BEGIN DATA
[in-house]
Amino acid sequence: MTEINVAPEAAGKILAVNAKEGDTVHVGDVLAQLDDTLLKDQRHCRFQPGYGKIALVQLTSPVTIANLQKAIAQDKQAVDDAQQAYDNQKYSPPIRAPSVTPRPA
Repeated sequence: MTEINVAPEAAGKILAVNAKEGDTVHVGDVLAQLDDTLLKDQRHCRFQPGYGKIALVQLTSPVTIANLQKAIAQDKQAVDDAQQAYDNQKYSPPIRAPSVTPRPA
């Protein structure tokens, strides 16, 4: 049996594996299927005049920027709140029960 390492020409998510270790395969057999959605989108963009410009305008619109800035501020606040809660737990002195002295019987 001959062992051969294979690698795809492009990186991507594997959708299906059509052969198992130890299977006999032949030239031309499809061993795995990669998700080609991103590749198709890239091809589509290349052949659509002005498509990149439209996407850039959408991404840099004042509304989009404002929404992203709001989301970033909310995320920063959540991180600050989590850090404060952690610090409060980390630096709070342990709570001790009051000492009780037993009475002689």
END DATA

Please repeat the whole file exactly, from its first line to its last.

[in-house]
Amino acid sequence: MTEINVAPEAAGKILAVNAKEGDTVHVGDVLAQLDDTLLKDQRHCRFQPGYGKIALVQLTSPVTIANLQKAIAQDKQAVDDAQQAYDNQKYSPPIRAPSVTPRPA
Repeated sequence: MTEINVAPEAAGKILAVNAKEGDTVHVGDVLAQLDDTLLKDQRHCRFQPGYGKIALVQLTSPVTIANLQKAIAQDKQAVDDAQQAYDNQKYSPPIRAPSVTPRPA
């Protein structure tokens, strides 16, 4: 049996594996299927005049920027709140029960 390492020409998510270790395969057999959605989108963009410009305008619109800035501020606040809660737990002195002295019987 001959062992051969294979690698795809492009990186991507594997959708299906059509052969198992130890299977006999032949030239031309499809061993795995990669998700080609991103590749198709890239091809589509290349052949659509002005498509990149439209996407850039959408991404840099004042509304989009404002929404992203709001989301970033909310995320920063959540991180600050989590850090404060952690610090409060980390630096709070342990709570001790009051000492009780037993009475002689």